For more than 30 years, scientists have used microgravity—onboard the Russian Space Station Mir, the Space Shuttle, and the ISS—to improve molecular crystal growth research. To scientists, crystals are solid materials with atoms arranged in a rigid geometrical structure. Crystals grown in microgravity are often larger and have a more rigid or ordered structure than those grown on Earth. The enhanced quality of microgravity-grown crystals from space leads to better images of the structures back on Earth. Scientists hypothesize that these observed benefits are the result of a slower, more uniform movement of molecules into a crystalline lattice in microgravity.
Crystal growth research in space has the potential to vastly improve life on Earth through numerous applications. Crystallization of organic molecules can lead to improvements in drug development, formulation, manufacturing, and storage. It can also help improve agriculture through better design of solutions that protect crops and enhance growth. Inorganic molecular crystallization can lead to advances in metal manufacturing and in electronics such as computers and smart phones. It can also help improve radiation detection capabilities for medical imaging and security devices.
The space station provides a valuable platform for molecular crystal growth, and several companies are already taking advantage of the microgravity environment onboard the ISS National Lab to advance their research and development (R&D). To enhance the commercialization potential of a platform in low Earth orbit for crystallization research, CASIS is committed to establishing an ISS National Lab Microgravity Molecular Crystal Growth (MMCG) Program.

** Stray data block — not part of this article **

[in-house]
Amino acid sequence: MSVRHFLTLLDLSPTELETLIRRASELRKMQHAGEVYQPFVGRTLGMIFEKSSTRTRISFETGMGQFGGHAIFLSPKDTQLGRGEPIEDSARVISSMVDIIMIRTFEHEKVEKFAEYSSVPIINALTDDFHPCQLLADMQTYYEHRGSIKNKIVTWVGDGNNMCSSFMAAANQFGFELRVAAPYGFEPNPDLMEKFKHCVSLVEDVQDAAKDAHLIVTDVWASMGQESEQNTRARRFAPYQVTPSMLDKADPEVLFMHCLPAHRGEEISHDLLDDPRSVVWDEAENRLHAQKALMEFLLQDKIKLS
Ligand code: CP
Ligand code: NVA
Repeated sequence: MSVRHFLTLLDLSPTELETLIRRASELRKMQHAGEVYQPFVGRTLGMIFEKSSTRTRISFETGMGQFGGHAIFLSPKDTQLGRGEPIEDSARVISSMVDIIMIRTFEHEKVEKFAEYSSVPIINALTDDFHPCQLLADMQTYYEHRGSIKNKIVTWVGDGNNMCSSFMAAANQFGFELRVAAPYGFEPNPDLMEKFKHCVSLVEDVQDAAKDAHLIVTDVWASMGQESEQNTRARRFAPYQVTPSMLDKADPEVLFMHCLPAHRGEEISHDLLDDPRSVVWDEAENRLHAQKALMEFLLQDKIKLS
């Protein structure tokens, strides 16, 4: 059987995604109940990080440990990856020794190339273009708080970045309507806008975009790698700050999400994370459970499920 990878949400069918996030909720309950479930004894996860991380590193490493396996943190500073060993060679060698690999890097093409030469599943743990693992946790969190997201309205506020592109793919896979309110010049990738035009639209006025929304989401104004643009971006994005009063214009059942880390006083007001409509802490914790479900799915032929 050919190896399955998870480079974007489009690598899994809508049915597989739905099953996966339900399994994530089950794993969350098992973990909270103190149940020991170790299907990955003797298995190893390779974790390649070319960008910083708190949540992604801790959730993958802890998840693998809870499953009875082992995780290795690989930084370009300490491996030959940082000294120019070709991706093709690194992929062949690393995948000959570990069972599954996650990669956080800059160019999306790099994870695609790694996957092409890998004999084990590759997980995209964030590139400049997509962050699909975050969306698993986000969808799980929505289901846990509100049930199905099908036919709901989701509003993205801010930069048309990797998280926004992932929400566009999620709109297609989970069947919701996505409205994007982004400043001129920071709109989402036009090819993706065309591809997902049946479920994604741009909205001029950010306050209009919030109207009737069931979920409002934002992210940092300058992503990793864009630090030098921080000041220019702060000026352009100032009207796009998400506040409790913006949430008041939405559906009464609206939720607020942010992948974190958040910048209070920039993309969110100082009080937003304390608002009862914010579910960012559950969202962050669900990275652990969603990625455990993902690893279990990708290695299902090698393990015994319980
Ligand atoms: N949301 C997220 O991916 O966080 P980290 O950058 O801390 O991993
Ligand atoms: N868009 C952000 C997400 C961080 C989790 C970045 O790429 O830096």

The MMCG Program aims to make it easier and more economical to utilize the ISS National Lab for crystallization research and is specifically designed to meet the needs of commercial upstream R&D. The program provides streamlined access to the ISS National Lab through dedicated launches, repeat flight opportunities, and cost-effective set pricing.
Through expanded use and validation of commercial-off-the-shelf hardware and access to vetted service providers with expertise in microgravity investigation design, the program aims to ease the transition from ground-based crystallography to spaceflight and minimize risk while increasing the probability of success. The goal is to provide a rapid return of samples to the research pathway by flying and returning samples within three months from the time of molecule selection.
To help investigators identify optimal molecules that could benefit from growth in microgravity, CASIS has developed criteria for informed molecule selection. These criteria are based on past spaceflight R&D experience and in-depth feedback gained from a CASIS technical interface meeting of protein crystallography experts and experienced hardware developers.
As part of the MMCG Program, CASIS is working toward establishing multi-year, multi-flight collaborations with commercial entities, other government agencies, and research foundations, and has already begun negotiating several such collaborations.
“Scientists have historically used microgravity to improve crystallization techniques toward advances in drug development and manufacturing,” said Marc Giulianotti, CASIS senior associate program scientist. “We are excited to continue to advance the understanding of these improvements and facilitate increased access to the ISS National Lab through our MMCG Program.”
For more information on the MMCG Program, view the Microgravity Molecular Crystal Growth program overview.